About the year 1780, some of the inhabitants of Litiz began to improve it by enclosing it in a circular wall, and filling up part of the pond, and in later years, the remaining part was filled up, and where was formerly a large body of water is now a park of fine trees. Various improvements have been made from time to time, but at no period has it been in so perfect a state as at present. Around it are a number of seats, and on the hill, at the base of which it has its source, are handsomely laid out gardens, arbors, and ornamental shrubbery. From the spring to the village is an avenue of linden and maple trees winding along the stream, the path being partly covered with gravel, and partly with tan, which renders access to it easy in wet, as well as in dry, weather. Along this avenue, there are a number of sents, under shade trees, for the accommodation of visitors, and also several neat bridges to facilitate crossing the stream.
The population of Litiz is estimated at six hundred. It has been famous in past years for the invention and manufacture, by Mr. Mathias Tschudy, of chip-hats and bonnets. A manufactory was carried on here for many years until the introduction and use of palm-leaf and straw goods superseded them, when the establishment was discontinued. Organs were also built at Litiz in former times, which for excellence of tone and workmanship are justly celebrated. A number of the best organs in Philadelphia, Baltimore, and Lancaster, are specimens thereof, notably the large and beautiful organ at the Lutheran Church, Lancaster.
The screw, which now forms one of the principal parts of the auger, was invented and manufactured here by John Henry Rauch, Sr., the original one made in 1776, being now in the possession of E. H. Rauch, of Lancaster, a grandson of the inventor. It was among the relics exhibited at the great Sanitary Fair held at Philadelphia in 1864.
Litiz has, on the whole, formed quite a prominent part in the history of Lancaster County. Part of the village is now owned by parties, not members of the society. This was not the case in former years but is a recent innovation, mutually satisfactory, we believe, to all parties concerned.
The secular portion of the village is in a very flourishing condition. Present Postmaster, F. W. Christ.
There are, beside Litiz, seven other villages in Warwick Township, viz., Warwick, a small settlement on the north side of Litiz Creek, containing the warehouse and depot of the Reading and Columbia Railroad, a large steam grist mill, two planing mills, a store, hotel, sale stables, a blacksmith shop, the whole together forming quite a prosperous little town.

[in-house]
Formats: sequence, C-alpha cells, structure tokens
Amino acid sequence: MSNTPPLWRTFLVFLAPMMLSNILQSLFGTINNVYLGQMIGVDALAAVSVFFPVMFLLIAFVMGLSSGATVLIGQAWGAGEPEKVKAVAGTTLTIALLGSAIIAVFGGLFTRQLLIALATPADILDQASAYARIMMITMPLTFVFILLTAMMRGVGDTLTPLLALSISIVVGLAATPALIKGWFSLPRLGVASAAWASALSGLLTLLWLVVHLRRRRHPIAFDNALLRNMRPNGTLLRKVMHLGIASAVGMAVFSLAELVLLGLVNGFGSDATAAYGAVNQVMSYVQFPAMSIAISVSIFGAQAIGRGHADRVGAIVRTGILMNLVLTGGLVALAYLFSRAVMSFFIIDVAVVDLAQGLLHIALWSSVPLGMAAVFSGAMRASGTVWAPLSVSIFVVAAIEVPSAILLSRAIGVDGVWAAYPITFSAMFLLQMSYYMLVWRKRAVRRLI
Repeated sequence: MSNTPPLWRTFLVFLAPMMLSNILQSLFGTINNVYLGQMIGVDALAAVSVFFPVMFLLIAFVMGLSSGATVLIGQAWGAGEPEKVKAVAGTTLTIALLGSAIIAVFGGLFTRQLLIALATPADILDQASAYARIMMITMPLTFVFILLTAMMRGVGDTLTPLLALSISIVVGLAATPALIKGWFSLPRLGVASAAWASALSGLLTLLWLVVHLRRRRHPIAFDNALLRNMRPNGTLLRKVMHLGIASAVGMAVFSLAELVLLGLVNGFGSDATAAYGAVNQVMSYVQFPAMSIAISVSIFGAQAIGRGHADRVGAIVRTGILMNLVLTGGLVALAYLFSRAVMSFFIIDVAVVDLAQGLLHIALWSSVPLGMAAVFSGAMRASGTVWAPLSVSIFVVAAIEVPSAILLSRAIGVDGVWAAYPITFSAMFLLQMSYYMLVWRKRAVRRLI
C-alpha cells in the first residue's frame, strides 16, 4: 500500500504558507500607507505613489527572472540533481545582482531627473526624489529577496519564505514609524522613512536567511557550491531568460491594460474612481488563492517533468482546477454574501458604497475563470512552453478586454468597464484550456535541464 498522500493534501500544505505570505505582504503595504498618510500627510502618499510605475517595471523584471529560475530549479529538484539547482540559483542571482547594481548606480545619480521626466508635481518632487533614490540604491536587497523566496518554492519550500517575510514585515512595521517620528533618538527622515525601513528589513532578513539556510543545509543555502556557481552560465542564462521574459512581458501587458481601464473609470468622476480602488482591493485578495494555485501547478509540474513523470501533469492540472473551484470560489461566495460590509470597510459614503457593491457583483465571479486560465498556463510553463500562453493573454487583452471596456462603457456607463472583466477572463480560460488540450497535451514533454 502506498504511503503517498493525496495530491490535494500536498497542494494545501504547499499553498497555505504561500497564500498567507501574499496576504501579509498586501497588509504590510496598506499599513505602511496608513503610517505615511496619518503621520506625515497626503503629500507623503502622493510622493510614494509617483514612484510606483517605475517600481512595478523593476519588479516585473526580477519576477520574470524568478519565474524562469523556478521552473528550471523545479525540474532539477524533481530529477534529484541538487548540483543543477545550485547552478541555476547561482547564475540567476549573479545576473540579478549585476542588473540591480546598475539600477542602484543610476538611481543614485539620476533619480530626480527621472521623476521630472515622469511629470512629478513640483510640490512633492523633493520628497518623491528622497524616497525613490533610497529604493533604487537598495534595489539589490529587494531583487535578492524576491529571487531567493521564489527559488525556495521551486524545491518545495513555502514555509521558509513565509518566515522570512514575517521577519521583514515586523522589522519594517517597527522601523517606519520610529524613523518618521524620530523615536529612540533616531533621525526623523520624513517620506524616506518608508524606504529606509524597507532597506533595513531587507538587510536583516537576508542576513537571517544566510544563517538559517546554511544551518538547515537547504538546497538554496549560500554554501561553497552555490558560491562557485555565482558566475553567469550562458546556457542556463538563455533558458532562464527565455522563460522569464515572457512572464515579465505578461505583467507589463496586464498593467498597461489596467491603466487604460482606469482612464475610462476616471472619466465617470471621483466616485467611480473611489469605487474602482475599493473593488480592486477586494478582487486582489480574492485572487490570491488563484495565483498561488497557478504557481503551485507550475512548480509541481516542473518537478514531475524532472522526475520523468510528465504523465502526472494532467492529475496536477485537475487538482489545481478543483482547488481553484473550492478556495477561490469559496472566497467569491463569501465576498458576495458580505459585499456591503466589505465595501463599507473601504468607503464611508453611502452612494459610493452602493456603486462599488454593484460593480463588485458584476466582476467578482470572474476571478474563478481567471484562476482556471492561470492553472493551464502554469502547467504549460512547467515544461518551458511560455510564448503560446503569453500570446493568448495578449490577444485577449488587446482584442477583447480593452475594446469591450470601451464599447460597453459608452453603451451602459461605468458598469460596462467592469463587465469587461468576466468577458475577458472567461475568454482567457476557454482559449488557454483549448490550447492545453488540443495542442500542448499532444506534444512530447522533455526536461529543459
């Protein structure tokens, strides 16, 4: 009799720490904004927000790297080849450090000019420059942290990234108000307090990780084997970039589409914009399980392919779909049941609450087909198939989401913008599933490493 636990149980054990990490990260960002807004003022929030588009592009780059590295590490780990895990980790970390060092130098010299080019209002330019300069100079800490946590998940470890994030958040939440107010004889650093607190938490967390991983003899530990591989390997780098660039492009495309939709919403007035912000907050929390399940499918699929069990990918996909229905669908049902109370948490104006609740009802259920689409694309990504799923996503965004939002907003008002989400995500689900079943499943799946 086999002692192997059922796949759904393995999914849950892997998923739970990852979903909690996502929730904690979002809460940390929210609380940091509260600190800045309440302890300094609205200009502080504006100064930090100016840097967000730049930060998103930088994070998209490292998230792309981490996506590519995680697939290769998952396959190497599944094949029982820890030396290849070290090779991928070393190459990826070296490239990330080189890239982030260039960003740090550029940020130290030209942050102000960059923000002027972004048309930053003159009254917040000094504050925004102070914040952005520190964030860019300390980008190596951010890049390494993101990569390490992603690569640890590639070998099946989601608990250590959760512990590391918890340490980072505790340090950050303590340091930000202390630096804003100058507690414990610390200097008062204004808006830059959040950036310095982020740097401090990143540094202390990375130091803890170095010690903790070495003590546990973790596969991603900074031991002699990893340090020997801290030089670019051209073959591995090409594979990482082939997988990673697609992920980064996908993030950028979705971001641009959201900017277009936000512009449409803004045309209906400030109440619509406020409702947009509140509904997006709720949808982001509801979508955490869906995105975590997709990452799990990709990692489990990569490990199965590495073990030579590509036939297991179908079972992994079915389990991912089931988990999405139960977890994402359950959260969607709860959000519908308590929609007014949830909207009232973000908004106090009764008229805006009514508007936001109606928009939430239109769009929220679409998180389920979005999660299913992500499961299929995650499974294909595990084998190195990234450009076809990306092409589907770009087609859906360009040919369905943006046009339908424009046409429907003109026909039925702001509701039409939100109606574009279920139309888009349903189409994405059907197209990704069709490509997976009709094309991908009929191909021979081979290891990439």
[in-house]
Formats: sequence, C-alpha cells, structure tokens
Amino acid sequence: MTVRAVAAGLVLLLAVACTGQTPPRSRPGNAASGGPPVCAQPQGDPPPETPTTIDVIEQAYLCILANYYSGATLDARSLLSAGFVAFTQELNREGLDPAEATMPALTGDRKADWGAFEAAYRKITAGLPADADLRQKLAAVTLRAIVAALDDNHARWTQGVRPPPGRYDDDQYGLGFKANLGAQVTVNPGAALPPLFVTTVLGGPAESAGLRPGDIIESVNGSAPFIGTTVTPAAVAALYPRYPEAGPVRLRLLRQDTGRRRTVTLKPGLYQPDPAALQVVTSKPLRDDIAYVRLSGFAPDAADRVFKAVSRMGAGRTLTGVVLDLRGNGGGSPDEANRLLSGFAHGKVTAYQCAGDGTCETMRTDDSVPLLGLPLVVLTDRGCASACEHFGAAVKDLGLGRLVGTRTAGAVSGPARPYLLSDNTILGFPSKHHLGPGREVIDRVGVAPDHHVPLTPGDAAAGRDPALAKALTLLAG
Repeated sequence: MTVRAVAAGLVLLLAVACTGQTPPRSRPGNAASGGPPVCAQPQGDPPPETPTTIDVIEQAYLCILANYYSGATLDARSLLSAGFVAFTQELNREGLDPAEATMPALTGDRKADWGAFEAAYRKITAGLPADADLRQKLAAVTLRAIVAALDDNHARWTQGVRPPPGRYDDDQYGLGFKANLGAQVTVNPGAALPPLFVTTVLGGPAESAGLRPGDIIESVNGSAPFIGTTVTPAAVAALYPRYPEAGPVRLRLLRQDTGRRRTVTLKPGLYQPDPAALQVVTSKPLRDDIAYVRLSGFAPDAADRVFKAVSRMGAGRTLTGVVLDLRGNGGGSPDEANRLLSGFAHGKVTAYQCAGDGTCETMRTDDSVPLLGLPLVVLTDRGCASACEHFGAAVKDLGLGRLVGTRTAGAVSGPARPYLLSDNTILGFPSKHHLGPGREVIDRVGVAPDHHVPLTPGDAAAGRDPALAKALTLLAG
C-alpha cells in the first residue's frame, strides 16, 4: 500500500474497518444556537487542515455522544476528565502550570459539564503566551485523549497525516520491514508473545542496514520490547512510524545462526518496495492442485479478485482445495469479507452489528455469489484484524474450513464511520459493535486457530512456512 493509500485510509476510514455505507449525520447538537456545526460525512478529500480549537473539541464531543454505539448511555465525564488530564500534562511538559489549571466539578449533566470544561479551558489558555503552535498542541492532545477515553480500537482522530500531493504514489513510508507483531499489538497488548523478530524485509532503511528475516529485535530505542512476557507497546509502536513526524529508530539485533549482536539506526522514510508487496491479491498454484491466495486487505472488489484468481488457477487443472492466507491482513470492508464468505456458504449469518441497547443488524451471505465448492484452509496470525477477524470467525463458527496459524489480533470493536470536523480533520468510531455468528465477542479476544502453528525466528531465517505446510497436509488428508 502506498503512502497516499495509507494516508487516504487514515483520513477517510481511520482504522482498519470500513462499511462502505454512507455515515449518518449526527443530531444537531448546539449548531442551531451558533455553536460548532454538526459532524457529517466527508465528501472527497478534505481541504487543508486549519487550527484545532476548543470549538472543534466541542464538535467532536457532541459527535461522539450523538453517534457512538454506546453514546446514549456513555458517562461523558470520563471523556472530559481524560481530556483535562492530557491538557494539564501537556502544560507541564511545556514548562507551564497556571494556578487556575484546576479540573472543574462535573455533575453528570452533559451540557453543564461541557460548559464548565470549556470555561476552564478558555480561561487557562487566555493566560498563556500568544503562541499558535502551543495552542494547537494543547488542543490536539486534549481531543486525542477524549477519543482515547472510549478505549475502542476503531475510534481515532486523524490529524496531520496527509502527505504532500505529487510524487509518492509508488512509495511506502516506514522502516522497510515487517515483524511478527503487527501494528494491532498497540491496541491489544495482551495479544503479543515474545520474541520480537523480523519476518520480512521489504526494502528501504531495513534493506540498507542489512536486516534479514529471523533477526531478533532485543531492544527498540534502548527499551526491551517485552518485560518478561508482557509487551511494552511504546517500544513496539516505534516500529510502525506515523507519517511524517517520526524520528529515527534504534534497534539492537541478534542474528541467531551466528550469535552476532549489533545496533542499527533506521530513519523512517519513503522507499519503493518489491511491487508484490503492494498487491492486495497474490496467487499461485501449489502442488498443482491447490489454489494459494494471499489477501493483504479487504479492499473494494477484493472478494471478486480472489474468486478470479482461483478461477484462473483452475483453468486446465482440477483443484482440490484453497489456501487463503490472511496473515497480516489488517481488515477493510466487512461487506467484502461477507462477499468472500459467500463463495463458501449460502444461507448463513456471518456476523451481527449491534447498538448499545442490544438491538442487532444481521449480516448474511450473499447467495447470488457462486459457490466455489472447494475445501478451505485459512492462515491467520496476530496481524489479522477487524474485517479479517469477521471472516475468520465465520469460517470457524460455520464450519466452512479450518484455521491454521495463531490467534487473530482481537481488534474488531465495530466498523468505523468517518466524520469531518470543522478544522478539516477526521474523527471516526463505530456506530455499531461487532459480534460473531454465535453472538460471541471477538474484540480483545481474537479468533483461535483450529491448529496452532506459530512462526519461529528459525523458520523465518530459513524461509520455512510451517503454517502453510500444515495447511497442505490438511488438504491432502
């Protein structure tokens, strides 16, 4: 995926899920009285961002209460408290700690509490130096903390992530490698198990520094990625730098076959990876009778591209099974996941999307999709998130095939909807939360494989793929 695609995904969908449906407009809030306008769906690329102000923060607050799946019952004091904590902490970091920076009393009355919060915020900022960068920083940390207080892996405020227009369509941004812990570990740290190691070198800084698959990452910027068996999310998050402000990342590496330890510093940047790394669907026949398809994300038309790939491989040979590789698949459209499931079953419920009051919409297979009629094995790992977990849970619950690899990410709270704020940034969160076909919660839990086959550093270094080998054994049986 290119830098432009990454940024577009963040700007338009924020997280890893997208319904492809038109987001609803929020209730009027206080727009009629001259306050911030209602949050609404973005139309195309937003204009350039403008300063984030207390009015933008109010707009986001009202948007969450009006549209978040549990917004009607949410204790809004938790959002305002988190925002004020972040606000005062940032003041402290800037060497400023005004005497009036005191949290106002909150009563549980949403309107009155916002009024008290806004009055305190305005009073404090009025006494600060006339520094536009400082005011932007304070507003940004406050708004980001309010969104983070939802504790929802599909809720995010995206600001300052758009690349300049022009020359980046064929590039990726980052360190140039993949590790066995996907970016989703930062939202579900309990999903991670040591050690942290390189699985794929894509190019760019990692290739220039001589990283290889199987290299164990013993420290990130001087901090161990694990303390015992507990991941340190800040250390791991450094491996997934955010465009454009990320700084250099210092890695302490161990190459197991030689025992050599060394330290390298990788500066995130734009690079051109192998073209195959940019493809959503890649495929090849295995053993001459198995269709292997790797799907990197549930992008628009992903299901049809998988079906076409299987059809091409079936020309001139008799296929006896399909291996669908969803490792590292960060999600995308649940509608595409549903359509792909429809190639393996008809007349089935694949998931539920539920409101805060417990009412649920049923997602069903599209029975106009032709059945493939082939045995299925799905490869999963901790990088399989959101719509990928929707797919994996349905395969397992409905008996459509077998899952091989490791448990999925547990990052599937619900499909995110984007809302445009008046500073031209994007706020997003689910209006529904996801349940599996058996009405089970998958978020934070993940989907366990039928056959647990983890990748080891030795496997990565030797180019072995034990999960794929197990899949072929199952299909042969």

Livingston is located about two miles north of Litiz, and is a place of lesser importance, but contains the usual number of business establishments, hotel, etc.
Brunnerville is a post-town, and contains about one hundred and eighty inhabitants; and is famous as containing the extensive machine shops and foundry of Wiser & Keller, where are manufactured every description of agricultural implements, etc.
Rothsville is also a post-office, about three miles east of Litiz, being pretty thoroughly scattered along the Browntown road. It contains two stores, two hotels, and several other places of business. It is the residence of the Right Rev. Christian Bomberger, one of the oldest bishops of the Dunker denomination.
Rome is a small town adjacent to Litiz, and might be termed a continuation of that village.
There is a hotel here, kept by Dr. John Bender, the well-known veterinary surgeon. It has a small steam mill, a school, and the only distillery in the township is located here. Close by is the dairy farm of John Gibble, that supplies Litiz with its daily quantum of the lacteal fluid.
Millport is on the sunny side of Rothsville, or Kissel Hill Ridge, and contains about fifty dwellings and two hundred inhabitants. It is a quiet inland village, not much given to unnecessary display. Here is a very fine vineyard, and market-garden and nursery; and also nearby the large nursery farm of Levi S. Reist.
New Haven is also a flourishing village, one mile from Litiz.